If you were anything like me when you were a teenager, you had some big ideas for what your 20s would look like. There’s this “male dream,” so to speak, of all the things that the ideal life is made of. Honestly, who didn’t want to be a baller by 25?
That “dream life” of your mid-20s probably didn’t play out the way you imagined it would, though. Things that felt like goals during your late teens probably feel like fantasies now. You aren’t alone if you’re just now reaching this realization point.
I talk to men all the time who feel like they aren’t accomplishing their goals. What I’ve realized; though, is many of these men don’t understand what the definition of a goal is. I’ll ask them what their goals are, and they’ll explain what’s really a fantasy.
This is something we talk about often in our group. What is the difference between fantasies, visualizations, and goals? Are your dreams really fantasies? Are you setting yourself up for disappointment? Today I’m going to outline the important distinctions between these three things.
At its most basic, a fantasy is a thought that is rarely ever real. Even when it is possible, it usually takes a high price to make that fantasy a reality. And since we deal with porn addiction at Porn Reboot, the fantasies we’re living with are usually sexual fantasies.
Men who struggle with porn addiction often have fantasies that are different and far-reaching, fantasies they wouldn’t express verbally. You likely don’t verbalize your fantasies because you feel shameful and you’re worried others will judge you. They might think you actually want to engage in those types of behaviors when you don’t actually have the motivation to make them a reality.
Pornography provides a middle ground for these fantasies to play out, though. It takes these things in your head and plays them out with actors in video format. Instead of masturbating to something in your head, now you’re masturbating to something that seems like reality. This makes you believe your fantasies are something that could happen in real life.
You can watch it play out in pornography or see it in movies. It could even be drawn out or made into an animation. These things are still just a fantasy, though. They rarely play out or happen in real life.
Visualization is the process of using your subconscious mind to assist you in accomplishing your goals. Your subconscious mind often cannot tell the difference between reality and a vividly imagined situation. There are plenty of ways to use the power of visualization to your benefit.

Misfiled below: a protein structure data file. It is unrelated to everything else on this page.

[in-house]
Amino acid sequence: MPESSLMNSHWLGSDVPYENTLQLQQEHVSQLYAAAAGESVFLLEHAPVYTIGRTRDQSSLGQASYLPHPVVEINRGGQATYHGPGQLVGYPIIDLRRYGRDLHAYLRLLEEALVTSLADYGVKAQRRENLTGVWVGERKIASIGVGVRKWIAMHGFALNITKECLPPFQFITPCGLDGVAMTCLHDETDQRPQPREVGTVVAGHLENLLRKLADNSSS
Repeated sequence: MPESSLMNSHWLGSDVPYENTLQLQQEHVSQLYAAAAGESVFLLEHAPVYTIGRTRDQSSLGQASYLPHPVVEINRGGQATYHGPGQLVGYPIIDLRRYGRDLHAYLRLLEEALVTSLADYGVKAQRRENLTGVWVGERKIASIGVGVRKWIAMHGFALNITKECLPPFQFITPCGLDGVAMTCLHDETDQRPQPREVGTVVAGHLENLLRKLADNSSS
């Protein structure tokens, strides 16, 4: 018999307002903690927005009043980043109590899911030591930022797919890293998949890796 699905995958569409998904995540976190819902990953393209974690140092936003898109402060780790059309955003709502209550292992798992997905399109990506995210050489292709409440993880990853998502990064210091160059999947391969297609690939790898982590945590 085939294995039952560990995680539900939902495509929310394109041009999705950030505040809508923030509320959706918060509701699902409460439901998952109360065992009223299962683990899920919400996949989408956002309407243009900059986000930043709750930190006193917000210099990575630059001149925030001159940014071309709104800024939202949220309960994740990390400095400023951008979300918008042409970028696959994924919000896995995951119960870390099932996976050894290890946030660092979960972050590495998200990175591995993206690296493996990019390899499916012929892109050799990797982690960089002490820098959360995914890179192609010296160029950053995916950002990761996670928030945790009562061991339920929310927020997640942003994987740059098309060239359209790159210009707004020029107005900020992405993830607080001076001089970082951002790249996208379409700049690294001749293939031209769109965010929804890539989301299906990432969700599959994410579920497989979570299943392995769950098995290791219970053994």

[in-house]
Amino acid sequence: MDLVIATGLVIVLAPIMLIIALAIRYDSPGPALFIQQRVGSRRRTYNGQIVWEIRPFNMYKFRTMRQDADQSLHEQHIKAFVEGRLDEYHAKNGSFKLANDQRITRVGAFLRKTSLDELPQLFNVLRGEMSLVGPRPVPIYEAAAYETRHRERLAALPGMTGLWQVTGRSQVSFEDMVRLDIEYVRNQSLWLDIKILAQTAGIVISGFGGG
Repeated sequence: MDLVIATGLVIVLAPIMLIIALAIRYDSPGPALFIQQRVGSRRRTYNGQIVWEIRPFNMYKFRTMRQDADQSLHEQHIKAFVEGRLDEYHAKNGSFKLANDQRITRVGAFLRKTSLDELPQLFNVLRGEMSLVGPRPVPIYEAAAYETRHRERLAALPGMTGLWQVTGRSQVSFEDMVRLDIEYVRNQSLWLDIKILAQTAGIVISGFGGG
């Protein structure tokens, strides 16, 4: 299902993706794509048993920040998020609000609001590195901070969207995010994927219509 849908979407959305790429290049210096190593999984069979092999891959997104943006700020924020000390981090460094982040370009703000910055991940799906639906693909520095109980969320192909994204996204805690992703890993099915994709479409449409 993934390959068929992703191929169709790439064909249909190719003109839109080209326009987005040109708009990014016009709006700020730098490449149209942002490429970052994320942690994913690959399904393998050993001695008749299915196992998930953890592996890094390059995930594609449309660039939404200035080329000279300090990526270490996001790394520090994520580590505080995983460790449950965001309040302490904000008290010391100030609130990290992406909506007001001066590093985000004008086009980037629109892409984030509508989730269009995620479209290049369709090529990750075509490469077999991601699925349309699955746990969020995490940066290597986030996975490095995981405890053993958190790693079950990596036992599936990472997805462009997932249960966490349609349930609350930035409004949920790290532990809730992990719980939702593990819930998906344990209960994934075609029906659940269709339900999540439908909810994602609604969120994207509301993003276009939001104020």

Think of all the things you want in the future. Vividly imagine it using all your senses: smell, touch, taste, sight, and sound. Take these dreams for your future but feel and experience them here and now with the power of visualization.
As you start using this, your body starts to develop a feeling of normalcy with the visualization. It breaks down the mental blocks and barriers that would usually stand in your way of accomplishing these dreams. You start to realize that you are capable of the things you’re visualizing.
For example, when I was running a sales organization over a decade ago, I was terrified of cold calling. Showing up unannounced at an office and presenting a pitch felt impossible. I’d always think of their inevitable rejection and the feelings of fear and frustration that came along with it.
I decided to use the power of visualization to change those thoughts, though. Instead, I started imagining my prospects opening the door when I stopped by. I still considered their possible rejection but now countered it with the reasons why our product was the best thing for them. I visualized sitting down with them, showing them the product and all those feelings.
Now there wasn’t some magic, sudden shift after I started using visualization. Over time though, these imagined scenarios started carrying out in my cold pitches at offices. It helped me develop a sense of confidence and conviction in what I was selling. All the time I spent vividly creating this world in my mind now played out whenever I went to a new prospect.